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Claydon High School

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Modern Foreign Languages

There are many benefits to learning a foreign language: you can travel the world, meet new people, improve your memory, and universities and employers love linguists too!

At Claydon High School, either French or Spanish is currently taught to all students in Year 7, 8 or 9 in mixed ability groups. In Year 9, students are encouraged to select a language as one of their options for GCSE. In exceptional cases, two languages at GCSE is a possibility.

Students are taught to listen, speak, read and write in the foreign language through a range of activities. Staff conduct their lessons as much as possible in either French or Spanish and students regularly use audio and video clips to help them develop their listening skills. Spontaneous speaking is encouraged through pair/group work, songs and games. For GCSE students there is also the opportunity to speak with a native French or Spanish speaker during the year. Reading skills are developed through the use of whole class reading comprehensions, dictionary work and languages websites. Written work develops from simple statements about themselves in Year 7 to extended writing on a range of topics such as healthy living and the environment at GSCE. 

Key Stage 3

What will I learn?

In KS3 students study four modules per year in each language as well as a cultural focus each term.

Spanish and French

Year 7

Year 8

Year 9 

Personal Information  

Travel and Tourism

 Life as a young person

Family and descriptions

Home life

Healthy Lifestyles


Leisure and celebrations

Work and future plans

Free time and holiday plans

My region

Social issues


Currently Spanish students are loosely following the Viva scheme of work and in KS3 French we have adapted the Dynamo course of study. We have also introduced elements of the NCELP phonics programme into KS3 and will continue to adapt and improve our curriculum to take account of the new MFL GCSE (first cohort to sit in 2026).

How will I be assessed?

There are progress tests each half term and weekly homework tasks which include vocabulary testing and grammar practice. Students receive regular feedback on how to make progress. There are end of year exams in the four skills – listening, speaking, reading and writing - for every year group.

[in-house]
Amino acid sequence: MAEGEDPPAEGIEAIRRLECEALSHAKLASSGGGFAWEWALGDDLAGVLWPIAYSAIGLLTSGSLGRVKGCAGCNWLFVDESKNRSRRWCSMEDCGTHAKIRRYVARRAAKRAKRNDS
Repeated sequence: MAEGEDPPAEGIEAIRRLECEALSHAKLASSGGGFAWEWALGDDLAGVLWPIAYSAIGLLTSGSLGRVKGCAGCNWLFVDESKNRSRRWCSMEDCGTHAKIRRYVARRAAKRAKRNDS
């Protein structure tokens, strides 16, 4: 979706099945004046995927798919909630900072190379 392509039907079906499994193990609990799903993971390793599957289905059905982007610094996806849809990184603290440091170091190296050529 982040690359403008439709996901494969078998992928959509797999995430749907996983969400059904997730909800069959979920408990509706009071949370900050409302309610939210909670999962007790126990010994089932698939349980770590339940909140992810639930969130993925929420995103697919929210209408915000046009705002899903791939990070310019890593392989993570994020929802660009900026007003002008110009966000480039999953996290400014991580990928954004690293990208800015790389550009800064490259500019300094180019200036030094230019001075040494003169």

Key Stage 4 French and Spanish

Why should I choose this subject?

Students study French/Spanish so that they can understand and use the language effectively for the purposes of practical communication. By exploring the culture of French/Spanish speaking countries they are encouraged to develop a positive attitude towards speakers of French/Spanish and other cultures more generally. Students aiming to achieve the EBacc will need to select either Geography or History in combination with a language.

What exams are there?

The course is assessed through an examination in two tiers: Higher (grades 9-5) and Foundation (grades 5-1). The Higher level papers are usually longer than the Foundation papers. The assessment covers the four skill areas which are weighted as follows:

  • Listening (25%): Students listen to pre-recorded material by native speakers. Their comprehension is tested by a range of question types, mainly requiring answers in English.
  • Speaking (25%): This is made up of a role play, a photo card and general conversation. It lasts between 10 and 12 minutes and is conducted by the class teacher.
  • Reading (25%): Reading comprehension skills are tested by a range of question types, including a translation into English.
  • Writing (25%): Students complete a series of essay questions and a translation from English to French/Spanish.

Where will this subject take me?

This course provides an essential preparation for studying French or Spanish at Sixth Form or simply for enjoying the language in a leisure context. A foreign language is a valuable secondary skill in many careers and an A-Level language is highly valued by employers, particularly as our links with Europe and the rest of the world evolve. Students wishing to study languages at university are encouraged to pursue a second language, although this can be taken up at university.   Many universities look favourably on students with language qualifications, both GCSE and A Level.  Many now offer degree courses in which a foreign language can be studied as a subsidiary subject, or jointly e.g. Law and French, Engineering and French, Spanish and International Relations etc.

What will I learn?

Progress is made by acquiring vocabulary in the language and understanding the grammar so that students are able to communicate with increasing ease. Students need to be able to read and listen to the language as well as speak and write it, in order to achieve a passable grade.



KS3 and KS4 MFL Curriculum Map - currently under review